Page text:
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Prominent members of New York City’s black community are demanding leaders reinstate the police anti-crime unit that was disbanded last month.
Several black community leaders and activists had a clear message for New York City Mayor Bill de Blasio, calling on him to “take your handcuffs off of the police,” and for New York Police Commissioner Dermot Shea to reassemble the plainclothes unit as shootings spike in the city.
Brooklyn Borough President Eric Adams called on leaders to “reevaluate” the controversial decision last month to reassign about 600 undercover officers from the unit tasked with getting guns off the streets of New York City.
“Babies are not supposed to be wearing these in a coffin,” Adams, a former police officer, told WLNY-TV Monday as he held up a pair of baby shoes after a one-year-old had died hours before, a victim of senseless gun violence.
“I think that a total elimination is something we need to reevaluate,” Adams said. “Right now, bad guys are saying if you don’t see a blue and white you can do whatever you want.”
Though the move to disband the unit was applauded by anti-cop protesters and those demanding change in the wake of the death of George Floyd in Minneapolis in May, others warned that the city would reap the consequences of a rise in lawlessness. Violence surged in the city last month following the move by the police commissioner, who was praised by de Blasio at a press briefing on Tuesday.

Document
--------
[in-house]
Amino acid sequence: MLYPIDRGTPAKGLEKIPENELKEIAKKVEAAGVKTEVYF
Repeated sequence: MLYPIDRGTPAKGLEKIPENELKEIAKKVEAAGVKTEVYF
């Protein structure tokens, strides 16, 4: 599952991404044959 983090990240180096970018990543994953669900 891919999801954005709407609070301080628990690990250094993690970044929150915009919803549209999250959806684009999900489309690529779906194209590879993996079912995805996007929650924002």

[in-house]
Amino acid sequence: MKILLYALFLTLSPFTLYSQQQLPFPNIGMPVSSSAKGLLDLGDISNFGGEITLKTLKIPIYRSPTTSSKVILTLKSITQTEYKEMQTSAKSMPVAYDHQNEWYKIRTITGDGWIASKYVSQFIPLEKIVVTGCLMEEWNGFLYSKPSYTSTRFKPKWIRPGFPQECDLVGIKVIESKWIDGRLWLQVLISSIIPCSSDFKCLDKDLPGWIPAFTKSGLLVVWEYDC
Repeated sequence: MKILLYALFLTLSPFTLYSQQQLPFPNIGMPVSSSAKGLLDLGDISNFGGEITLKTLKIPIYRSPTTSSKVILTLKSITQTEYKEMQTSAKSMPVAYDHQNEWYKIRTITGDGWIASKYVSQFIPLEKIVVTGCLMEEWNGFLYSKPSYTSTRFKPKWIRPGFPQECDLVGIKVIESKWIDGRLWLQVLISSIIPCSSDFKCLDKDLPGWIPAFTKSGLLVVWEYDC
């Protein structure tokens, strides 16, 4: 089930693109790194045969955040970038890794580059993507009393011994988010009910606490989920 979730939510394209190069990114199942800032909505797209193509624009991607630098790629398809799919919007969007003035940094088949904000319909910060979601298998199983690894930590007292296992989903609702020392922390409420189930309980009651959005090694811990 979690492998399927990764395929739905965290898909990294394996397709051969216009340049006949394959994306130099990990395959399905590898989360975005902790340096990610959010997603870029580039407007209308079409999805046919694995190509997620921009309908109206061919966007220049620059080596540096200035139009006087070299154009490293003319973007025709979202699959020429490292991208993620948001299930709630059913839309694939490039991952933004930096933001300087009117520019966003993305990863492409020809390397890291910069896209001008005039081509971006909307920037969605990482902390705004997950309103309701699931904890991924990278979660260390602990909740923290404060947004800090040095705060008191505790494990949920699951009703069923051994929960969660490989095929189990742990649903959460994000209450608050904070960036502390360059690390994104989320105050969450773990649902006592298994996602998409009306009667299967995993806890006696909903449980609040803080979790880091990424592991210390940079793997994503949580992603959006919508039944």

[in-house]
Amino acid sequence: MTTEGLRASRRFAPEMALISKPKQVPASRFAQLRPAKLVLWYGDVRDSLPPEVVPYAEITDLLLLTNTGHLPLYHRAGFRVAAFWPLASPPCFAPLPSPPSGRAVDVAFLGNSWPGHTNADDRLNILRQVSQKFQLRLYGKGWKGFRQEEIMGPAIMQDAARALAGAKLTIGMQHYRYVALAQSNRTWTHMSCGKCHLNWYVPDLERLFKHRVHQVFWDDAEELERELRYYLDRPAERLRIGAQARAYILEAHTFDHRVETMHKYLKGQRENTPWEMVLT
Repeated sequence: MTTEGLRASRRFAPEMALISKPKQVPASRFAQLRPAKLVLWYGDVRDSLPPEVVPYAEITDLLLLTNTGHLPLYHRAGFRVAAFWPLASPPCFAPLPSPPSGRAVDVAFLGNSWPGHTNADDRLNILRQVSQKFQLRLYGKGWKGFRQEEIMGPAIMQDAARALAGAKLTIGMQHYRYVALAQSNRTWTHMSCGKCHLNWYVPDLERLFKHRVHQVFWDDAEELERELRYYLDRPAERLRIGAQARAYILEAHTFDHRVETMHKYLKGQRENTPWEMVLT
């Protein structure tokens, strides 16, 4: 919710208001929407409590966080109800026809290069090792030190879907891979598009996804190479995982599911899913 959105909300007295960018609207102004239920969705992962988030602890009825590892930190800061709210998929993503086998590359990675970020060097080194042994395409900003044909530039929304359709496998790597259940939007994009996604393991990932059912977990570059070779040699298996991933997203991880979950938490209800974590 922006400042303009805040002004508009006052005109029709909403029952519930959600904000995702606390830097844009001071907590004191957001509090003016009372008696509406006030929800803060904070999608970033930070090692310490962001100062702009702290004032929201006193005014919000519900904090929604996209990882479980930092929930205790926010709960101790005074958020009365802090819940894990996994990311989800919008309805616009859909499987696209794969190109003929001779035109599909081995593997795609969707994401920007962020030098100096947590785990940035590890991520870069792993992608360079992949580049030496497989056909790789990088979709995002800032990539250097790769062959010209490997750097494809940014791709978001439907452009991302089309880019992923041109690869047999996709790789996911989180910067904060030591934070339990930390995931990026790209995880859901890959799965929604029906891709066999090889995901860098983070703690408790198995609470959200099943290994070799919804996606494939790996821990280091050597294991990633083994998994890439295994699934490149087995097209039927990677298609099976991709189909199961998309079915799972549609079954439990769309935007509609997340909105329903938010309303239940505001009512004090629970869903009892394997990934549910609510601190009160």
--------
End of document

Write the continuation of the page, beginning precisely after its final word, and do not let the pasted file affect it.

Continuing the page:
“He felt — and I agreed with him — that it was important to make a change in our strategy, to use the talents of our officers in new and better ways,” de Blasio said. “I don’t know anyone who knows more about how to do that than Dermot Shea.”
But Tony Herbert, an activist in New York’s black community, agreed with Adams and slammed the city’s leadership for not adequately addressing the issue.
“The guns keep going off and now we have a one-year-old and the blood is on the hands of the mayor and the state Legislature,” Herbert told WLNY.
The CBS News outlet noted that NYPD statistics showed a drop in gun arrests in the last few weeks, with a 277% increase in shootings for the week, with 49 cases compared to only 13 last year at the same time.
With a new police reform bill passed by the City Council, community leaders called on de Blasio not to sign it as they gathered in an anti-gun violence rally in Brooklyn.
(Sorce: WLNY/CBS New York)
“The African American community is saying we don’t want crime here. Ninety-five percent of the people here are decent, law-abiding citizens, and the law is for the lawless,” Bishop Gerald Seabrooks told reporters Tuesday. “So, please, mayor, take your handcuffs off of the police. Let them police with professionalism, respect, and courtesy.”
“You are sworn to serve to protect the city,” Adams said.
De Blasio, who has called to defund the NYPD while helping to paint a “Black Lives Matter” mural in the street in front of Trump Tower, called the shootings “heartbreaking” but has offered no real solutions.
“This is not anything we can allow in our city. It is heartbreaking. It’s heartbreaking for so many reasons and begins with the fact that there are just so many guns out there and that is a New York tragedy,” the mayor said, as he dismissed any connection between the rise in gun crimes and the disbanding of the police unit.
Joined by other community leaders, Herbert addressed de Blasio Tuesday, saying “the gloves come off,” and accusing the mayor of “crying fake crocodile tears” over the death of the one-year-old while “allowing these progressive protesters out here to destroy our city.”
“You’re at fault!” he exclaimed.
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